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Thursday, August 20, 2009

The Amazon Kindle eBook Reader

I wrote this a few months ago but forgot to actually post it. This is a review of the first generation Kindle. The currently shipping model is thinner and has slightly re-configured controls to improve the egonomics.

OK here's the deal: I'm a blogger and I got, as a Christmas present, an Amazon Kindle and so therfore I am required by law to blog it.

To summarize - I love the thing, I've already read several dozens of books on it and it's a threat to my credit rating.

I've read lots of reviews online and most of them get it all wrong. First the device is a book reader, not a replacement for your cell phone, mp3 player, laptop and espresso maker. As a book reader it's top notch. Any other features the Kindle has are just icing on the cake.

It connects directly to Amazon using "Wispernet" (provided by Sprint) and you can browse, buy and download books from anywhere on the Sprint network. There are no charges for the wireless! There is also a simple web browser so you can view other web sites. The browser works pretty well with text heavy sites but don't expect it to replace your computer.

Amazon charges $9.95 for most best sellers but back catalog books range all the way down to pennies, I bought Asimov's I Robot for .35 and a few more recent books that are out in paperback for $5.95.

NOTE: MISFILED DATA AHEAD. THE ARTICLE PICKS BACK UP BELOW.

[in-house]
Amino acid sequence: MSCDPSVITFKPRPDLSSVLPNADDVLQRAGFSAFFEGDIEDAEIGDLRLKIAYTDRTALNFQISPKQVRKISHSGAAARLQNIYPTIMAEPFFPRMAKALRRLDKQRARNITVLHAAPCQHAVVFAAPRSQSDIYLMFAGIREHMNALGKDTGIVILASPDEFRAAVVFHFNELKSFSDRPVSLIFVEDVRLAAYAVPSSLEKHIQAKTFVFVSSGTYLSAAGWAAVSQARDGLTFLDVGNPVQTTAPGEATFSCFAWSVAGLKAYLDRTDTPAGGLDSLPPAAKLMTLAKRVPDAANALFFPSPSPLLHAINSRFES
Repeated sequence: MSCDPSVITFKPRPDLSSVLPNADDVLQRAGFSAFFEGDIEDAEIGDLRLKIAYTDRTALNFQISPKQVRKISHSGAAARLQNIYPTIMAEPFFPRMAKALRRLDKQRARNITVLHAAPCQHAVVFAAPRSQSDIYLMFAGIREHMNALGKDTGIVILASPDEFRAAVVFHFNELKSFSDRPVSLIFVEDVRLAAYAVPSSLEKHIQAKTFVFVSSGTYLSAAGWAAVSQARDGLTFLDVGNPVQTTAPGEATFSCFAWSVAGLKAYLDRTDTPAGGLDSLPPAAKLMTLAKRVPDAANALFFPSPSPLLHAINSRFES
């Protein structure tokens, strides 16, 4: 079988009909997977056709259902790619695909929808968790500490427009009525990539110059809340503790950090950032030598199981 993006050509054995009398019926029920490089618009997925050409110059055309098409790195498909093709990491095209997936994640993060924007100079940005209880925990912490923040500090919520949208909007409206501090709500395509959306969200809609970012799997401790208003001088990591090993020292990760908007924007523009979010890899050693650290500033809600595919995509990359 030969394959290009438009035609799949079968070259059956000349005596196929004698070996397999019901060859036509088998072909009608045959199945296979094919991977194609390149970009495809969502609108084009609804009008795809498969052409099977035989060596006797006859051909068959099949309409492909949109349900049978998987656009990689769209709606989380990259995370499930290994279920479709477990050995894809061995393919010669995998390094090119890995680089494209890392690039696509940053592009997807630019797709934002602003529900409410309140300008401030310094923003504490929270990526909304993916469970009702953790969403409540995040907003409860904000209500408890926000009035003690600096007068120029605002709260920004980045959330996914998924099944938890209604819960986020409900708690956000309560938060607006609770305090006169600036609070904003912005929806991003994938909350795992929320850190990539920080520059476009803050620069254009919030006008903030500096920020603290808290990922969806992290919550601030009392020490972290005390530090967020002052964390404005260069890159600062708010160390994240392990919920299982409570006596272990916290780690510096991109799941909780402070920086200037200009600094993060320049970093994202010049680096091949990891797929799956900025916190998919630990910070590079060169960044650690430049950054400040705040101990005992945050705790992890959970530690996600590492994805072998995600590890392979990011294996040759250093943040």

And the internet is stuffed with free books. I bought a DVD on ebay for about $10 that has 13,000 public domain books on it. So now I can get caught up on all the classic lit that I shouldn't have avoided in college. I could've downloaded them for free but they are pre-converted to a format the Kindle can read and are organized by genre and author so it seemed easier.

It does take a little getting used to holding the Kindle. With the large page turn bars on both sides it's pretty easy to fumble around and accidentally turn pages but after a while you get used to it. I generally hold it in my left hand with my thumb placed just to the left of the logo on the front. This way I can turn pages my just reaching with my thumb to press the next page button. Most of the keyboard is disabled during normal reading so you can grasp it by the keyboard if need be.

The eInk technology screen isn't back lit which makes it useful even in direct sunlight and increases the battery life by quite a bit. I use mine pretty heavily and I charge it about every five days. If you leave the Wispernet turned on all the time the Kindle would probably need to be charged every couple of days or so.

My biggest complaint is that the built in dictionary. It works great, scroll the cursor up to the line with a word you want to look up and press down on the scroll wheel, select lookup from the pop up menu and a screen with definitions of all the major words on that line appears. Want more detail just use the scroll wheel to pick the word and a more in-depth definition pops up. Press the back key and your back to your book. The problem is the dictionary is too small. The Kindle can use alternate dictionaries and I'd buy a big unabridged one in a second if it becomes available.

The bottom line is if you are a reader the Kindle willquickly  become your favorite possession. More good news is that used and refurbished Kindle Ones are available cheap now.

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